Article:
Session: Communities: Traits And Functional Diversity 3
The role of timing in the ecology of intraspecific trait variation in plants
Monday, August 2, 2021
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Olivia L. Cope, Dept. of Entomology, Michigan State University, East Lansing, MI, William C. Wetzel, Department of Integrative Biology, Michigan State University, East Lansing, MI; Ecology, Evolution, and Behavior Program, Michigan State University, East Lansing, MI; Department of Entomology, Michigan State University, East Lansing, MI, Laura Burkle, Department of Ecology, Montana State University, Bozeman, MT, Jordan R. Croy, Ecology and Evolutionary Biology, University of California, Irvine, Irvine, CA, Kailen A. Mooney, Ecology and Evolutionary Biology, University of California, Ivine, Irvine, CA and Louie H. Yang, Department of Entomology and Nematology, University of California, Davis, Davis, CA
Olivia L. Cope
Dept. of Entomology, Michigan State University East Lansing, Michigan, United States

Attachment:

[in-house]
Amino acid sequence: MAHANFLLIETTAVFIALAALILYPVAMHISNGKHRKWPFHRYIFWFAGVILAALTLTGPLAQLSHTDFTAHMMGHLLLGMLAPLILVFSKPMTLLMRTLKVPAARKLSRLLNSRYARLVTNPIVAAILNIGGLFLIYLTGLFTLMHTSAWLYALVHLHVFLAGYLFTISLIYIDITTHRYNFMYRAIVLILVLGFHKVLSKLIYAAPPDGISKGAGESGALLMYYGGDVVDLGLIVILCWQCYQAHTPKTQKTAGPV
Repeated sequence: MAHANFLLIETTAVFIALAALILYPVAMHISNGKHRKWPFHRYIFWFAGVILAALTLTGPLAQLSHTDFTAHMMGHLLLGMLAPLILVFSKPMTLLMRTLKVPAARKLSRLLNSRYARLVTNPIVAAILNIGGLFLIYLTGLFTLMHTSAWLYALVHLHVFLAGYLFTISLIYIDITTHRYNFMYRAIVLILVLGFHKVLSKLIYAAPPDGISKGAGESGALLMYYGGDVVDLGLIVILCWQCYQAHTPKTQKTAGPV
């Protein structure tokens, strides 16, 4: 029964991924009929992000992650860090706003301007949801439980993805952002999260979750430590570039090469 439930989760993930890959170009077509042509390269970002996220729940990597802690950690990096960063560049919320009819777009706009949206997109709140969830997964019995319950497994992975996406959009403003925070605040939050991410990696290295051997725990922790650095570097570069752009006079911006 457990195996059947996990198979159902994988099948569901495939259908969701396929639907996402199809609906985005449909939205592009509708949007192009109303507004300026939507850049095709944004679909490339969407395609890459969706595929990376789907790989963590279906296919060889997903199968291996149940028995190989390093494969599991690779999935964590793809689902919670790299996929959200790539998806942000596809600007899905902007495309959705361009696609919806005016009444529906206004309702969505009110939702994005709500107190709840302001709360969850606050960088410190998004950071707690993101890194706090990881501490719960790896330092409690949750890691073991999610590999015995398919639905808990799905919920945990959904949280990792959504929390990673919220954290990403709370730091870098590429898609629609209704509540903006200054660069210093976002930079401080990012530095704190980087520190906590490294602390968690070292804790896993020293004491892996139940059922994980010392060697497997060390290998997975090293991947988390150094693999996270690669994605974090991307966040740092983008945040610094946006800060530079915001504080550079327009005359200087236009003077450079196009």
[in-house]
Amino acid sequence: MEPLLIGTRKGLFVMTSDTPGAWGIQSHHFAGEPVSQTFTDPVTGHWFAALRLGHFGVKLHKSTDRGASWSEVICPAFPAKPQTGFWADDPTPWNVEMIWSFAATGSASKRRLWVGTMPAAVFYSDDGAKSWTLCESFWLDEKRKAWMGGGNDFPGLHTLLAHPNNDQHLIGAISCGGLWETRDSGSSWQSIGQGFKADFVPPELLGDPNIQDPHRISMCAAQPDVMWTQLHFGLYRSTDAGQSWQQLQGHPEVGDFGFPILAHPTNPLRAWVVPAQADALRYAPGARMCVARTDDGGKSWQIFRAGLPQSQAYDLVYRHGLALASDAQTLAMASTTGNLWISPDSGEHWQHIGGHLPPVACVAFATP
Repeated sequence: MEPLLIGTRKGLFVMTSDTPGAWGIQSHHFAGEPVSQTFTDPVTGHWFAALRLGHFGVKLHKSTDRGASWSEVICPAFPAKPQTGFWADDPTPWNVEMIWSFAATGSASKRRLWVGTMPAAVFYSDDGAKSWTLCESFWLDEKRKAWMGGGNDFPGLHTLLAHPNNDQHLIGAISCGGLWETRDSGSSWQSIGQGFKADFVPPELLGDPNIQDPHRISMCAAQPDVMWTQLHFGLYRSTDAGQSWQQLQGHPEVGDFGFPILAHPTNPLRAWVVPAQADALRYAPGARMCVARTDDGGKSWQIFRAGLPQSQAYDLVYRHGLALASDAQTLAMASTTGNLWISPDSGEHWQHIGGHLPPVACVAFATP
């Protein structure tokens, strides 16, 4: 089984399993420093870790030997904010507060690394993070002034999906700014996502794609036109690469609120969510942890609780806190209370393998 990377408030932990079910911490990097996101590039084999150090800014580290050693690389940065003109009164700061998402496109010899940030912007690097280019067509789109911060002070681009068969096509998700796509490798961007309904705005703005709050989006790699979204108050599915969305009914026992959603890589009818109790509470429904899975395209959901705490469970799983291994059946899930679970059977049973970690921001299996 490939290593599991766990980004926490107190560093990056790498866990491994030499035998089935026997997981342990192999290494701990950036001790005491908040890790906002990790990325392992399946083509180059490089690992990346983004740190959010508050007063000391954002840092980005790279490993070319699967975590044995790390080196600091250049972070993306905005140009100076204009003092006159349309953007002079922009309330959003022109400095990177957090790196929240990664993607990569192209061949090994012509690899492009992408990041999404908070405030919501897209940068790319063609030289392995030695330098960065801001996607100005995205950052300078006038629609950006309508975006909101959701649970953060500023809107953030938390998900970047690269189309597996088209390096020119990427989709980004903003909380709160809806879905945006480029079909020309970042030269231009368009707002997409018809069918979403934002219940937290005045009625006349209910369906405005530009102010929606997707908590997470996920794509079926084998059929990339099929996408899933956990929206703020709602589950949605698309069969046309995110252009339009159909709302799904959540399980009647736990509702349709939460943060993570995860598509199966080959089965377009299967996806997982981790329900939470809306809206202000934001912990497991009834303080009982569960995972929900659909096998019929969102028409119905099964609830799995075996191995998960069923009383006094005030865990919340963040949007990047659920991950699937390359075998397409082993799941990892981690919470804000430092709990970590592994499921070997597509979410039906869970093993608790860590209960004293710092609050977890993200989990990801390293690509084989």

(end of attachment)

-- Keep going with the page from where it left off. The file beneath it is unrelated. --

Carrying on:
Background/Question/Methods Ontogeny, or plant development through time, has emerged as a key axis of variation in plant traits such as defenses and nutrients and in related species interactions. It is therefore likely that a substantial portion of observed intraspecific trait diversity is due to variation among plants in the timing of life stages. However, this variation typically goes unmeasured or overlooked in community genetics and other intraspecific diversity research. And although there is growing interest in phenological variation and mismatch among species, within-species variation in developmental timing is poorly understood. A crucial question therefore remains unanswered: what is the role of timing, and particularly of the relative timing of plant ontogeny, in the ecology of intraspecific trait variation? We aim to integrate concepts from both community genetics and phenology research into a more holistic framework and research agenda regarding the contribution of timing differences to intraspecific plant diversity and its effects. Results/Conclusions Our conceptual analysis of intraspecific trait diversity arising from variation in plant ontogeny, as dictated by relative phenology, reveals two main findings. First, with phenological variation among plants, populations can differ in observed intraspecific trait diversity even without any difference in underlying genotypic composition. Second, timing-based patterns of trait diversity are qualitatively different in their ecological effects than static spatial patterns of trait diversity, because the former interact with the temporal nature of community assembly and species interactions. These are especially urgent considerations given that ontogenetic stage structure is likely to respond rapidly to climate change, even within fixed populations, as the weather patterns driving plant phenology change and destabilize. Rigorous consideration of timing in community genetics may also clarify the conclusions of past single-survey studies and reveal new, temporally explicit patterns of community composition.